Kenya Airways lets the ‘unbanked’ pay for their ticket via sms

We have reported earlier how Brazilian airline TAM is reaching the rapidly growing middle class in Brazil in innovative ways. The airline sells tickets via low-end retail chain Casas Bahia and at bus stations, lets customers pay in multiple installments, and provides ‘how to fly’ advice to first-time flyers. Meanwhile in East Africa, airlines such as Kenya Airways and Uganda Airlines have teamed up with mobile payment services M-PESA and Airtel Money to allow people without a bank account to purchase air tickets.

M-PESA (M for money, pesa is Swahili for money) can be regarded as the African equivalent of the credit card and was first launched in 2007 by Kenyan mobile phone operator Safaricom, an affiliate of Vodafone. M-PESA allows Kenyans to transfer money via SMS instead of via a bank account, an important aspect in a country like Kenya where an estimated 30 percent of people (the so-called ‘unbanked’) have no access to formal or even informal financial services.

With M-PESA, the user can buy electronic money at one of 24,000 M-PESA agents around the country and send this ‘e-cash’ to any other mobile phone user in Kenya, who can then redeem it for conventional cash at a snearby agent. M-PESA customers can do transactions of up to Ksh 140,000 (USD 1600, EUR 1100) per day and a maximum of KShs70,000 can be deposited, sent or withdrawn per transaction. A variable fee for transaction applies (example Ksh 150 for transactions between Ksh 20,000 and 35,000).

Originally launched as a money transfer service for relatives abroad to send money home, M-PESA is also often used to pay directly for goods and services, from groceries at selected supermarket chains to electricity bills and taxi-cab fares. An M-PESA enabled mobile phone can also function as an electronic wallet that lets users pay directly for goods and services at one of 600 participating organizations. M-PESA does not pay interest on deposits nor make loans and users only need to sign up for the service with an ID card.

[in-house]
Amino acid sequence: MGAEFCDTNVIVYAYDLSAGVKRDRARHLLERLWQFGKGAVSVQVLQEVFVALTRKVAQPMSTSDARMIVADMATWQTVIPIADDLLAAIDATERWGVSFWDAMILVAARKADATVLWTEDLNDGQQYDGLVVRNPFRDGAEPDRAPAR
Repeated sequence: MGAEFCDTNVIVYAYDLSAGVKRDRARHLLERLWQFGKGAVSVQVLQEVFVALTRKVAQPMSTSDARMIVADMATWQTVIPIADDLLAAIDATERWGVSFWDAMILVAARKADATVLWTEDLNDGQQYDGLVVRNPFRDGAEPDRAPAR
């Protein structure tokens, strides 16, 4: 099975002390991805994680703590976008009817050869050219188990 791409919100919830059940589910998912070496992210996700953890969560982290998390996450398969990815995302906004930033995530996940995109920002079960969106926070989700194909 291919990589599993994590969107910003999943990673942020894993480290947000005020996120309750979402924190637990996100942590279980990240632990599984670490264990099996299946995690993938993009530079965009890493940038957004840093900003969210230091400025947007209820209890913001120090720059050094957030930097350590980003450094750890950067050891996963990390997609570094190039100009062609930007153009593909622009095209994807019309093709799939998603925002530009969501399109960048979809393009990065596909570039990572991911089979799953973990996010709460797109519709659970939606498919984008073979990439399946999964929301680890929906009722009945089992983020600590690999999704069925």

As of March 2011, the M-PESA service had nearly 14 million customers, or over 80 per cent of Safaricom’s customer base. M-Pesa has also been launched in South Africa and Tanzania by Vodacom, another Vodafone subsidiary.

Kenya Airways
Since the end of 2009, Kenyans can also use M-PESA to purchase tickets up to Ksh 140,000 inclusive of all taxes with Kenya Airways via the airline’s website or call-centre.

How it works: Customers opting to pay via M-PESA while making reservations are given the booking reference number, ticket price in Kenya shillings and the M-PESA SMS business number to make their payment. Customers then use the booking reference number to make payment via SMS using Kenya Airways’ business number 777777, after which they receive a SMS from Kenya Airways containing a ticket number and an e-ticket. If the ticket price is over Ksh 70,000, the payment has to be made in two M-PESA transactions.

Sofar, Kenya Airways customers can only pay via M-PESA for domestic and a number of regional routes in East Africa: Nairobi, Kisumu, Mombasa, Entebbe (Uganda), Dar Es Salaam (Tanzania), Kigali (Rwanda) and Bujumbura (Burundi). M-PESA has also signed mobile payment partnerships with local airlines Air Kenya and Fly540, the Rift Valley Railways and long-distance bus companies in Kenya.

Zain ZAP / Airtel Money
Following Safaricom’s success with M-PESA, rival mobile phone operator Zain in 2009 launched a similar mobile banking service called ZAP. The service was recently rebranded into Airtel Money after Zain was acquired by Indian mobile operator Airtel. ZAP/Airtel Money is accepted by both Kenya Airways and Uganda Airlines.

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TAM takes an innovative approach to attract Brazil’s emerging middle class


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